Scholarly article on topic 'Bio-preparates support the productivity of potato plants grown under desert farming conditions of north Sinai: Five years of field trials'

Bio-preparates support the productivity of potato plants grown under desert farming conditions of north Sinai: Five years of field trials Academic research paper on "Agriculture, forestry, and fisheries"

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Journal of Advanced Research
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{Potatoes / "Organic farming" / "Rhizospheric microorganisms" / Biofertilizers / Biocontrol / "North Sinai"}

Abstract of research paper on Agriculture, forestry, and fisheries, author of scientific article — Mohammed T. Abbas, Mervat A. Hamza, Hanan H. Youssef, Gehan H. Youssef, Mohamed Fayez, et al.

Abstract Organic agriculture as well as good agricultural practices (GAPs) intrigues the concern of both consumers and producers of agricultural commodities. Bio-preparates of various rhizospheric microorganisms (RMOs) are potential sources of biological inputs supporting plant nutrition and health. The response of open-field potatoes to the application of RMO bio-preparates, the biofertilizer “Biofertile” and the bioagent “Biocontrol”, were experimented over 5 successive years under N-hunger of north Sinai desert soils. Both vegetative and tuber yields of a number of tested cultivars were significantly improved due to rhizobacterial treatments. In the majority of cases, the biofertilizer “Biofertile” did successfully supply ca. 50% of plant N requirements, as the yield of full N-fertilized plants was comparable to those received 50% N simultaneously with bio-preparates treatment. The magnitude of inoculation was cultivar-dependent; cvs. Valor and Oceania were among the most responsive ones. Bio-preparate introduction to the plant–soil system was successful via soaking of tubers and/or spraying the plant canopy. The “Biocontrol” formulation was supportive in controlling plant pathogens and significantly increased the fruit yields. The cumulative effect of both bio-preparates resulted in tuber yield increases of ca. 25% over control.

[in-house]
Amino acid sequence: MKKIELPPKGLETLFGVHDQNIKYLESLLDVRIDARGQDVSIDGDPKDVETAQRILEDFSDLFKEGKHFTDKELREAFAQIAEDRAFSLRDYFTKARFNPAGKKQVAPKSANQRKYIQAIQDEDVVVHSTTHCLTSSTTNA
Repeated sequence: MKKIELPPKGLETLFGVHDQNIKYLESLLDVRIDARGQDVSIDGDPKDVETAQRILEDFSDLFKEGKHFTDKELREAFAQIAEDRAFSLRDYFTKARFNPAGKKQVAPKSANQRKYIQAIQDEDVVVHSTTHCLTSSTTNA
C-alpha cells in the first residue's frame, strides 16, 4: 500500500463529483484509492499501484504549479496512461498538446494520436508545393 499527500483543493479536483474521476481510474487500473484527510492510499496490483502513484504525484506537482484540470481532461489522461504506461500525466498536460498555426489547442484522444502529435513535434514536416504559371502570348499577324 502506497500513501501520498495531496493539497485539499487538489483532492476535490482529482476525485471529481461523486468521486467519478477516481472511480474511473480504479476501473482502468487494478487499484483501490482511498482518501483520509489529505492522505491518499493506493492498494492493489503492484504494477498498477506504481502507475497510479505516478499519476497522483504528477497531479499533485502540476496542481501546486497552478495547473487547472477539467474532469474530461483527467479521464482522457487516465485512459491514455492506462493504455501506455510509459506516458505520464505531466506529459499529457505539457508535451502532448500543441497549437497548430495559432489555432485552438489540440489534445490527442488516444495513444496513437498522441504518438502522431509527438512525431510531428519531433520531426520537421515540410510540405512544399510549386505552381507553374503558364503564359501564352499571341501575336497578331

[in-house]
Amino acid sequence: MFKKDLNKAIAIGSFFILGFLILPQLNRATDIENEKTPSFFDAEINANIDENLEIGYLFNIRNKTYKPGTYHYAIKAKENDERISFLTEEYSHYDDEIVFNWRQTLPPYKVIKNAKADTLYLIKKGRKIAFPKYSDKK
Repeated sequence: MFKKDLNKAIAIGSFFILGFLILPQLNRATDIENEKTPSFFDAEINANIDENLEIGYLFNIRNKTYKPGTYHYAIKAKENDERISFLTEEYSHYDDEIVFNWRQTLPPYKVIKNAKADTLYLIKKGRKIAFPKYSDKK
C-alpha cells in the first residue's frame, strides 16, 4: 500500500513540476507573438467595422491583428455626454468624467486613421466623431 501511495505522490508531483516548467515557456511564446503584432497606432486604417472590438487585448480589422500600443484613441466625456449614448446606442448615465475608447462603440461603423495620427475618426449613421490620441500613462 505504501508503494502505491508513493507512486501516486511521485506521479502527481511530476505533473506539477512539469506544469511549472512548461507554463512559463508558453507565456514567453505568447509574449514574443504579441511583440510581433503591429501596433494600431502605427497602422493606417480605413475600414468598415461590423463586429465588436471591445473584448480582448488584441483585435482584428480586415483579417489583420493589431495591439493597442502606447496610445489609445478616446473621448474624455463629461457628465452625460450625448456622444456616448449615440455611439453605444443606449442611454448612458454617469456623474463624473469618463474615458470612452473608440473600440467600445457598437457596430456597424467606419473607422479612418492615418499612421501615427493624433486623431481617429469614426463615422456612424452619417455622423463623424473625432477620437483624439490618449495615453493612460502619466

Academic research paper on topic "Bio-preparates support the productivity of potato plants grown under desert farming conditions of north Sinai: Five years of field trials"

Journal of Advanced Research (2014) 5, 41-48


Bio-preparates support the productivity of potato c«M*k plants grown under desert farming conditions of north Sinai: Five years of field trials

Mohammed T. Abbas a, Mervat A. Hamza a, Hanan H. Youssef a,

Gehan H. Youssef b, Mohamed Fayez a, Mohamed Monib a, Nabil A. Hegazi a *

a Environmental Studies and Research Unit (ESRU), Microbiology Department, Faculty of Agriculture, Cairo University, 12613 Giza, Egypt

b Soil and Water Research Institute, Agricultural Research Center, Giza, Egypt



Article history:

Received 24 June 2012

Received in revised form 13

November 2012

Accepted 17 November 2012

Available online 12 January 2013



Organic farming

Rhizospheric microorganisms



North Sinai